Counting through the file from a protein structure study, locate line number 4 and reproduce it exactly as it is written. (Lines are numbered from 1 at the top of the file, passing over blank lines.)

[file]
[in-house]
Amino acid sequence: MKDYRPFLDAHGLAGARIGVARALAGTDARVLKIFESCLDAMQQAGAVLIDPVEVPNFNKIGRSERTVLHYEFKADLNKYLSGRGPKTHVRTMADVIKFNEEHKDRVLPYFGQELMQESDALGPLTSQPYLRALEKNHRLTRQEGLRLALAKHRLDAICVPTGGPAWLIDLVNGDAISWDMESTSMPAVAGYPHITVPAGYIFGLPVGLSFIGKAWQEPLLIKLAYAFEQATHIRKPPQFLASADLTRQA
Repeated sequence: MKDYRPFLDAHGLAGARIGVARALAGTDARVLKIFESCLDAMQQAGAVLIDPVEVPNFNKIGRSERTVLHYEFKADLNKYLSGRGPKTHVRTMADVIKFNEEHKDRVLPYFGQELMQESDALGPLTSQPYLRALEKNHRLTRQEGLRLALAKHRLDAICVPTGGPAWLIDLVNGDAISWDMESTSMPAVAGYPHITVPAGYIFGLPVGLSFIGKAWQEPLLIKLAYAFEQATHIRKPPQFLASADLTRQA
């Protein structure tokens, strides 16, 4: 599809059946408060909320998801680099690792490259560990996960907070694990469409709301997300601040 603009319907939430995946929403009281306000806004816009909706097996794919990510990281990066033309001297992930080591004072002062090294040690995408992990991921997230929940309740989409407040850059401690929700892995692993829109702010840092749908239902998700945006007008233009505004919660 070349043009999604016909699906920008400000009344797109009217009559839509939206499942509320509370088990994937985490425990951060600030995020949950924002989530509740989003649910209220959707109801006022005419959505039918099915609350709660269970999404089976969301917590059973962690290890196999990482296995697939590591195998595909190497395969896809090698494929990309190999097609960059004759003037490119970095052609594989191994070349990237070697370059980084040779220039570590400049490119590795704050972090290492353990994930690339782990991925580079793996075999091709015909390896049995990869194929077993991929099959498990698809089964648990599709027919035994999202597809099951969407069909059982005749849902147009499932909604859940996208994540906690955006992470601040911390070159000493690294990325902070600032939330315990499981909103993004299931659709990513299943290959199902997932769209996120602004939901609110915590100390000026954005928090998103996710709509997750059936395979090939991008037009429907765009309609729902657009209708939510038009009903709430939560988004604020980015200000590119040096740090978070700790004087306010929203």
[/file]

């Protein structure tokens, strides 16, 4: 599809059946408060909320998801680099690792490259560990996960907070694990469409709301997300601040 603009319907939430995946929403009281306000806004816009909706097996794919990510990281990066033309001297992930080591004072002062090294040690995408992990991921997230929940309740989409407040850059401690929700892995692993829109702010840092749908239902998700945006007008233009505004919660 070349043009999604016909699906920008400000009344797109009217009559839509939206499942509320509370088990994937985490425990951060600030995020949950924002989530509740989003649910209220959707109801006022005419959505039918099915609350709660269970999404089976969301917590059973962690290890196999990482296995697939590591195998595909190497395969896809090698494929990309190999097609960059004759003037490119970095052609594989191994070349990237070697370059980084040779220039570590400049490119590795704050972090290492353990994930690339782990991925580079793996075999091709015909390896049995990869194929077993991929099959498990698809089964648990599709027919035994999202597809099951969407069909059982005749849902147009499932909604859940996208994540906690955006992470601040911390070159000493690294990325902070600032939330315990499981909103993004299931659709990513299943290959199902997932769209996120602004939901609110915590100390000026954005928090998103996710709509997750059936395979090939991008037009429907765009309609729902657009209708939510038009009903709430939560988004604020980015200000590119040096740090978070700790004087306010929203």